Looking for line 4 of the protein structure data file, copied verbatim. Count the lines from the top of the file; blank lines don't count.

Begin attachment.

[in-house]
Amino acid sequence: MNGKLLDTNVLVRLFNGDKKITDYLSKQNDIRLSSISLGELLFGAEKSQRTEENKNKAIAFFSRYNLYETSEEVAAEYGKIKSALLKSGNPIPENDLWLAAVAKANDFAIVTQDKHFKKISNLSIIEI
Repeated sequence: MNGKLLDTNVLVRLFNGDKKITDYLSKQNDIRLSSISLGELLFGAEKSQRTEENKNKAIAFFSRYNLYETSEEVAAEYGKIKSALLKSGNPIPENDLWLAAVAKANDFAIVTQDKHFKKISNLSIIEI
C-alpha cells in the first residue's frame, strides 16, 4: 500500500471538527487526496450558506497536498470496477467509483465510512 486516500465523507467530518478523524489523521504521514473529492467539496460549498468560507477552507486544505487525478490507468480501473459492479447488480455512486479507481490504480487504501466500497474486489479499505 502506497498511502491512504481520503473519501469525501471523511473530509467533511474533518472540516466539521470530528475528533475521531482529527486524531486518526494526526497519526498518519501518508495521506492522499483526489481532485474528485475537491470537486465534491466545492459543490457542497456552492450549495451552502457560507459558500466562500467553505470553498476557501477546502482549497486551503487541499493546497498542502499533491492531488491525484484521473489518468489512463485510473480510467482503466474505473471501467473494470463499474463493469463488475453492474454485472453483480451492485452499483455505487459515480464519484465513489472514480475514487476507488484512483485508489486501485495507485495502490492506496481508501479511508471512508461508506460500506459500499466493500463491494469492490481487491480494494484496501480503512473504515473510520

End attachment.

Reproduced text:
C-alpha cells in the first residue's frame, strides 16, 4: 500500500471538527487526496450558506497536498470496477467509483465510512 486516500465523507467530518478523524489523521504521514473529492467539496460549498468560507477552507486544505487525478490507468480501473459492479447488480455512486479507481490504480487504501466500497474486489479499505 502506497498511502491512504481520503473519501469525501471523511473530509467533511474533518472540516466539521470530528475528533475521531482529527486524531486518526494526526497519526498518519501518508495521506492522499483526489481532485474528485475537491470537486465534491466545492459543490457542497456552492450549495451552502457560507459558500466562500467553505470553498476557501477546502482549497486551503487541499493546497498542502499533491492531488491525484484521473489518468489512463485510473480510467482503466474505473471501467473494470463499474463493469463488475453492474454485472453483480451492485452499483455505487459515480464519484465513489472514480475514487476507488484512483485508489486501485495507485495502490492506496481508501479511508471512508461508506460500506459500499466493500463491494469492490481487491480494494484496501480503512473504515473510520